= Average Population Density of Class * area of transect

= 31.14 2.86 * 3750 125

= 116775 14618 dandelion plants/transect

In order to visualize the trends or patterns in the population of dandelion plants as the investigation progressed, the following graphs were constructed using Excel 2007:

Graph 1: Dandelion plant population (own data)

Graph 2: Average dandelion plant population (class data)

Discussion and Conclusion

As it can be observed from the total dandelion plant population numbers, and from the graphs, there is a trend in the growth pattern of dandelion plants. Graph 1 states that as the number of quadrats increase, the number of dandelion plants also increases with regular fluctuation, and peeks at the last quadrat. This implies that as the quadrats get placed farther away from the portables and closer to the fence, the dandelion population increases, thus proving the hypothesis right. However, Graph 2, for the most part has data decreasing in the direction mentioned, but increasing during the last few quadrats, away from the portables and towards the fence. The “fluctuation of data” may have occurred due to the animal excrements left on the field, which stop the proper growth of plants. Also, human actions, such as walking on the fields and mowing explain the overall trend, especially near portables and the base line. The estimated population from own data, 117900 15068, and class data, 116775 14618 dandelion plants/transect, signify the fairly preciseness of the results of this investigation.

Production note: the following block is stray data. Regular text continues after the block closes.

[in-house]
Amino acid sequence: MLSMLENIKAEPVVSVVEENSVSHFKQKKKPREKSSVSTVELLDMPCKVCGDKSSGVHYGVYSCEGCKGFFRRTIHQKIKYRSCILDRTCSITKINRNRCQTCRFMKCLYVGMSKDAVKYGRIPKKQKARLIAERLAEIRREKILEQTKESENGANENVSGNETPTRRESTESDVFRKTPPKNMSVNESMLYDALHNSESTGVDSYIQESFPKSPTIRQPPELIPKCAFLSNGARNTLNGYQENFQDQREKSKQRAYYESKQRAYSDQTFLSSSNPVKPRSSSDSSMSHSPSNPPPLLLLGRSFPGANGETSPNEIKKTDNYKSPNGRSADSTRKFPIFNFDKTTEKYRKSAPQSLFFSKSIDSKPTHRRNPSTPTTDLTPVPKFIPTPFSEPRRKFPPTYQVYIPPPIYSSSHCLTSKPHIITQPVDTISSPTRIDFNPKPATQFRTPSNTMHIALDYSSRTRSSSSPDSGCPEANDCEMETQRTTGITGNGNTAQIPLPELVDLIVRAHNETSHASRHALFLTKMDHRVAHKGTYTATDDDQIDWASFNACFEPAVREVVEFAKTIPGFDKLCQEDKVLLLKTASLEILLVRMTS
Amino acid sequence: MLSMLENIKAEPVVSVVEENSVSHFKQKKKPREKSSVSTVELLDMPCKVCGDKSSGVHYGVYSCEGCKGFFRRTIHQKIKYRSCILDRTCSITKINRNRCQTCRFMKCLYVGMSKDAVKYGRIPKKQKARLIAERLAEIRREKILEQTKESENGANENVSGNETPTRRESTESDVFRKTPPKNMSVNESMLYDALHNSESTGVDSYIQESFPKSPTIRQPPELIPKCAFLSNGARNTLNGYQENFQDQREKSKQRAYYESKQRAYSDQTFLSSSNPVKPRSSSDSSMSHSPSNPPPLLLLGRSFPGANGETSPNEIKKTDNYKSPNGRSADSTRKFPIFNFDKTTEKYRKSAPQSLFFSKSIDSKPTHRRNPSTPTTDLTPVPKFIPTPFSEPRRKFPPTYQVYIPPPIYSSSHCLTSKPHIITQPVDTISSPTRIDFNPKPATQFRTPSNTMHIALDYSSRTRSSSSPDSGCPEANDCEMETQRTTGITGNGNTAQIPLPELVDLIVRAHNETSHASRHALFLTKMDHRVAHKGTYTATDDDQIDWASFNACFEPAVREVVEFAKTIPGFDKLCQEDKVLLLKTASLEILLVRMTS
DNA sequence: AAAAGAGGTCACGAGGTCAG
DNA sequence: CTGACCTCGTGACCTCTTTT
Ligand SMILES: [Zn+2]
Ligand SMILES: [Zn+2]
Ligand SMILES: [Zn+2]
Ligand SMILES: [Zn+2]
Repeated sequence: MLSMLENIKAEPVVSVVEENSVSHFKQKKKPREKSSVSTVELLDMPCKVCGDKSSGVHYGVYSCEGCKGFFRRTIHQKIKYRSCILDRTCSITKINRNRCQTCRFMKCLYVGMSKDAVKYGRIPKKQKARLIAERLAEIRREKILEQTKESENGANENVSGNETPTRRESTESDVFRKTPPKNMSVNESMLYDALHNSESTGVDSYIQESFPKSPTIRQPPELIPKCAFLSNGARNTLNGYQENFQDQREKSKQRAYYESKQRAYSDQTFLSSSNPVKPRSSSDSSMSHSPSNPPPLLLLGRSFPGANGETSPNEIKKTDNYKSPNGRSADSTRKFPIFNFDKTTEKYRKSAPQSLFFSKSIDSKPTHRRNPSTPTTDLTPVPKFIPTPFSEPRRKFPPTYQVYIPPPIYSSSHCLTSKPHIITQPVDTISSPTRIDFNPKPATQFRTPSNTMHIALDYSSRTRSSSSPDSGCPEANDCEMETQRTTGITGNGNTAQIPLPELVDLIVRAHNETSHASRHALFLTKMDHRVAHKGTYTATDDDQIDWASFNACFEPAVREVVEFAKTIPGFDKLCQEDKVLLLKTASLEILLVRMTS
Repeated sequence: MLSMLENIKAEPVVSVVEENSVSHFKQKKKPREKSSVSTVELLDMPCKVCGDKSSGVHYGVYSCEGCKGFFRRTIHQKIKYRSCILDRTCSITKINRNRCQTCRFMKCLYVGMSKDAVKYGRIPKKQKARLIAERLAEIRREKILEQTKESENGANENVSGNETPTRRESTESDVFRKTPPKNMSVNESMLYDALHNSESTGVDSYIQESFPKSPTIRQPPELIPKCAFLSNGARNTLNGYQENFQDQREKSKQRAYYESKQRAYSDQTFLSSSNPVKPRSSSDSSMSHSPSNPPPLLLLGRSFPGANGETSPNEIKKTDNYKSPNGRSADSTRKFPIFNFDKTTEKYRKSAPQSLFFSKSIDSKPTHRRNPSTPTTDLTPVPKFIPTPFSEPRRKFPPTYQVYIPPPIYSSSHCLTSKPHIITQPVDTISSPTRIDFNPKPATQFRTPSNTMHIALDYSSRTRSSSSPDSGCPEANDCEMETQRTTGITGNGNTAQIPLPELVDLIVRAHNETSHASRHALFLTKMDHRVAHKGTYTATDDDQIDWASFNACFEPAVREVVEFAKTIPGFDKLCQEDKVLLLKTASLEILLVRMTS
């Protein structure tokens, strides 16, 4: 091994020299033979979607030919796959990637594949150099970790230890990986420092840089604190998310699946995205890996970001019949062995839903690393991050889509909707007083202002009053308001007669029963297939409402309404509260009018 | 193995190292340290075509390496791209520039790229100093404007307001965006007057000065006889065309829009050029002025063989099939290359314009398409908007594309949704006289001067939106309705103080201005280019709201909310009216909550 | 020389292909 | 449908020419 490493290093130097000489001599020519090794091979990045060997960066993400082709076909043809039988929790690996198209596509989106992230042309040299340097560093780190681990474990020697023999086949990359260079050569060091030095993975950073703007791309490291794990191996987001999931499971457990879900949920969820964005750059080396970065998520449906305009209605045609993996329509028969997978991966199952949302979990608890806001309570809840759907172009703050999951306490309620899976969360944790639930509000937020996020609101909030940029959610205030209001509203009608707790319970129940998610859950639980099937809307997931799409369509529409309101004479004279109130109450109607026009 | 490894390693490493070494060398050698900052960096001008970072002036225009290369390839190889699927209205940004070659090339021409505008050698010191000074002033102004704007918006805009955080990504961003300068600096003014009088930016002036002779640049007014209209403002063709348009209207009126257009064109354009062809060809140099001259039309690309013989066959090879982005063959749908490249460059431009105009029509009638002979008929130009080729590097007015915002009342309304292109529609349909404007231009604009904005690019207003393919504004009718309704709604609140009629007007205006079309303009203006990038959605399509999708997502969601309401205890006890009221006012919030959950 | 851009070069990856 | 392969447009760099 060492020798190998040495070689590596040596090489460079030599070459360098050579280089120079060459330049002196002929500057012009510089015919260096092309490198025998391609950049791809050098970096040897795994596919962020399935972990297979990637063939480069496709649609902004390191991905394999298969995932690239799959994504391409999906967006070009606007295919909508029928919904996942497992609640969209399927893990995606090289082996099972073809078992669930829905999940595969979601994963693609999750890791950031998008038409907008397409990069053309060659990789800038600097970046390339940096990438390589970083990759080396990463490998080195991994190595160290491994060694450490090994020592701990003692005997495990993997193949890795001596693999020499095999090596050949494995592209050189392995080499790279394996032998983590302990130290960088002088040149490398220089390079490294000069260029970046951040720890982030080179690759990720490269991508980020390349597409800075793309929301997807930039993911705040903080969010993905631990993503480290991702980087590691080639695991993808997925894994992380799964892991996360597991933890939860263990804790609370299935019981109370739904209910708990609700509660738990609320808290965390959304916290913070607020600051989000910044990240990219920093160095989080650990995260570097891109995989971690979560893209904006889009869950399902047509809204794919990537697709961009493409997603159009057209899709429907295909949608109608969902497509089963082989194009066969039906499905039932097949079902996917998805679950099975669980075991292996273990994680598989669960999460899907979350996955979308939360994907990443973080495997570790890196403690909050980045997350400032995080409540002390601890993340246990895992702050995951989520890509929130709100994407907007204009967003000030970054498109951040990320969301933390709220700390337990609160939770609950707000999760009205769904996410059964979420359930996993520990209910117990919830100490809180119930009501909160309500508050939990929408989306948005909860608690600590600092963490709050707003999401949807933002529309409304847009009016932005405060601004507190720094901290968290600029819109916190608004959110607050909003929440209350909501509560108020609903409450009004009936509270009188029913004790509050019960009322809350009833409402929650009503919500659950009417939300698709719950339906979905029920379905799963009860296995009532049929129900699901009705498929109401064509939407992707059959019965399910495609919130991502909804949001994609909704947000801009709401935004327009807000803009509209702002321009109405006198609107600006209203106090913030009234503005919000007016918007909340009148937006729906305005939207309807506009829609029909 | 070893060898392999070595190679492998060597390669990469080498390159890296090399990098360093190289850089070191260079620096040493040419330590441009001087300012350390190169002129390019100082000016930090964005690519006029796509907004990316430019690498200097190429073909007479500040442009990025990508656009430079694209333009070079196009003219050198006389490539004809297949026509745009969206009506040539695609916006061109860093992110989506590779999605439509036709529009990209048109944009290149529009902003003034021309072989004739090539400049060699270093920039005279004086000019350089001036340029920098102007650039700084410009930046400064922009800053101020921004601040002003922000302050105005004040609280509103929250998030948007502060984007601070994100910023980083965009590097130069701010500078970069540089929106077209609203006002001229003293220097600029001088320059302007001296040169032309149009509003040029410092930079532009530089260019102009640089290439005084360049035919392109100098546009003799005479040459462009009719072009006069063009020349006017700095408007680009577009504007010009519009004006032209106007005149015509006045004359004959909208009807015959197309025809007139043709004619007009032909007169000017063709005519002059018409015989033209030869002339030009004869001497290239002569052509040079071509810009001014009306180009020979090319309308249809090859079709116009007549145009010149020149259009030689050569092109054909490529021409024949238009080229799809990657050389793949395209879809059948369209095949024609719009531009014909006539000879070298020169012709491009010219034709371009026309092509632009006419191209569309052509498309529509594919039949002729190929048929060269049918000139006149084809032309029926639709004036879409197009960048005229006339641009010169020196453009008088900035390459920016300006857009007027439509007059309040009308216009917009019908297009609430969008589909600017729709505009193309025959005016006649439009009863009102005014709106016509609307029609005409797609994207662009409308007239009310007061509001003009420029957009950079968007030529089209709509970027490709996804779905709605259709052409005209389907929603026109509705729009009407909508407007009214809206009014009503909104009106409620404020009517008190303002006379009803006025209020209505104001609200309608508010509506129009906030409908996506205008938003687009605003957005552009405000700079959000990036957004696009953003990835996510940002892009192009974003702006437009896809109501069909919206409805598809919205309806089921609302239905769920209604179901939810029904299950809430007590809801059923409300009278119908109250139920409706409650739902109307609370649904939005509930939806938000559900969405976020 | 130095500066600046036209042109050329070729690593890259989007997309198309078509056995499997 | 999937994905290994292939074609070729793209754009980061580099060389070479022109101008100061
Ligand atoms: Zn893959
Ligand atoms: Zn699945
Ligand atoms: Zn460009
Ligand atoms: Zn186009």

Factors that may have affected the outcome of this investigation may have been the steps taken between each successive quadrat along the transect. This is because when taking steps, some of them were uneven, or did not cover as much ground when walking, which may have resulted in the wrong placement of the quadrat, thus threatening fair representation of the population in the field. Another aspect may have been walking in a straight line towards the fence. Some members deviated from the straight path that they were supposed to follow for best representation of data, which may have caused slight variant results. Also, since this data was shared within the group, the counting of the population by different members may have created the chance of a differing bias, thus keeping the data inconsistent. The counting of the plant can be difficult due to the way the plant grows in the field, overlapping other dandelion plants. This may also have been the reason to the fluctuations shown in Graph 1, not only due to the excrement and student footsteps in various parts of the field.

If this investigation were to be performed again, the steps taken between each successive quadrat should be thoroughly measured with a ruler or tape measure, and then placed, rather than walking 5 steps, which leaves room for huge error. If one wants better representation of data, this is mandatory. When moving towards the fence and away from the base line, one should either look straight ahead and walk in order to stay in the same line transect. Alternatively, the fields could have been marked with lines representing the transects and even the positions of the quadrats, which would have drastically boosted the accuracy and precision of the investigation. Also, if the data is to be shared within the group, then in order to stay consistent, there should be one counter for all the quadrats, removing any discrepancies. These are various ways that the data collection method proves to be very weak and inconsistent.